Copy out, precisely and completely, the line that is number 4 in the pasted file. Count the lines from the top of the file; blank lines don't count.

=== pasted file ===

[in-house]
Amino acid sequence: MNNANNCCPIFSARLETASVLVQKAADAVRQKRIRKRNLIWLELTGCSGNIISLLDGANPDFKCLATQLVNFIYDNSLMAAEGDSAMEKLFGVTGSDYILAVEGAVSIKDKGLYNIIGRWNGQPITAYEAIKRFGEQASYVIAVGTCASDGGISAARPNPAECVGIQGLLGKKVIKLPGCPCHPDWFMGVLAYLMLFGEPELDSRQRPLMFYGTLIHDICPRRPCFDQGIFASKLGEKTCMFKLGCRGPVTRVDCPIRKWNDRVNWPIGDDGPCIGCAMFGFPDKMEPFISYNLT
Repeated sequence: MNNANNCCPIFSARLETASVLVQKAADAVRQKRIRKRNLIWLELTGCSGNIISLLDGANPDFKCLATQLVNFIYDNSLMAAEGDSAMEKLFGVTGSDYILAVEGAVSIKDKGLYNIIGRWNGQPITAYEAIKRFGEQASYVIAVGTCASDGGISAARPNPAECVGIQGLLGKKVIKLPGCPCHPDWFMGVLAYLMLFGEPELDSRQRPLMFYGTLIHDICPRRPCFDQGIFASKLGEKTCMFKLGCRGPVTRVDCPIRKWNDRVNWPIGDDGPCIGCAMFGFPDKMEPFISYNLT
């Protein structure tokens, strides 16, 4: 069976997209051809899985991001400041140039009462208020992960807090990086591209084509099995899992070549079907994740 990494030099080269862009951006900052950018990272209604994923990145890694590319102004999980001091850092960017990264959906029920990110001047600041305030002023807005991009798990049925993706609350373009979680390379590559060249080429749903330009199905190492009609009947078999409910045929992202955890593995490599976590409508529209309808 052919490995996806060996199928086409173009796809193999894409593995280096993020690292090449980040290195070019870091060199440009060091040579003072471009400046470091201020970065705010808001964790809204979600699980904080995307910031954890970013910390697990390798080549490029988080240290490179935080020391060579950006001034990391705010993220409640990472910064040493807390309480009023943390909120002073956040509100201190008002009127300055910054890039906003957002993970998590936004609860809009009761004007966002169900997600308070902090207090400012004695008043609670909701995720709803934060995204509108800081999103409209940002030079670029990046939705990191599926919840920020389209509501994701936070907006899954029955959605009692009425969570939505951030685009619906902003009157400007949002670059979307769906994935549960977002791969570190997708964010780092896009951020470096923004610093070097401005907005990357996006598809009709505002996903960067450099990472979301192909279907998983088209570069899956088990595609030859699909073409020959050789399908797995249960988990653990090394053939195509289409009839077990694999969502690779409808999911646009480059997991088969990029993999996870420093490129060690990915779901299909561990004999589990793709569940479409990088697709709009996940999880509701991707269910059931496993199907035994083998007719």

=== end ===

């Protein structure tokens, strides 16, 4: 069976997209051809899985991001400041140039009462208020992960807090990086591209084509099995899992070549079907994740 990494030099080269862009951006900052950018990272209604994923990145890694590319102004999980001091850092960017990264959906029920990110001047600041305030002023807005991009798990049925993706609350373009979680390379590559060249080429749903330009199905190492009609009947078999409910045929992202955890593995490599976590409508529209309808 052919490995996806060996199928086409173009796809193999894409593995280096993020690292090449980040290195070019870091060199440009060091040579003072471009400046470091201020970065705010808001964790809204979600699980904080995307910031954890970013910390697990390798080549490029988080240290490179935080020391060579950006001034990391705010993220409640990472910064040493807390309480009023943390909120002073956040509100201190008002009127300055910054890039906003957002993970998590936004609860809009009761004007966002169900997600308070902090207090400012004695008043609670909701995720709803934060995204509108800081999103409209940002030079670029990046939705990191599926919840920020389209509501994701936070907006899954029955959605009692009425969570939505951030685009619906902003009157400007949002670059979307769906994935549960977002791969570190997708964010780092896009951020470096923004610093070097401005907005990357996006598809009709505002996903960067450099990472979301192909279907998983088209570069899956088990595609030859699909073409020959050789399908797995249960988990653990090394053939195509289409009839077990694999969502690779409808999911646009480059997991088969990029993999996870420093490129060690990915779901299909561990004999589990793709569940479409990088697709709009996940999880509701991707269910059931496993199907035994083998007719």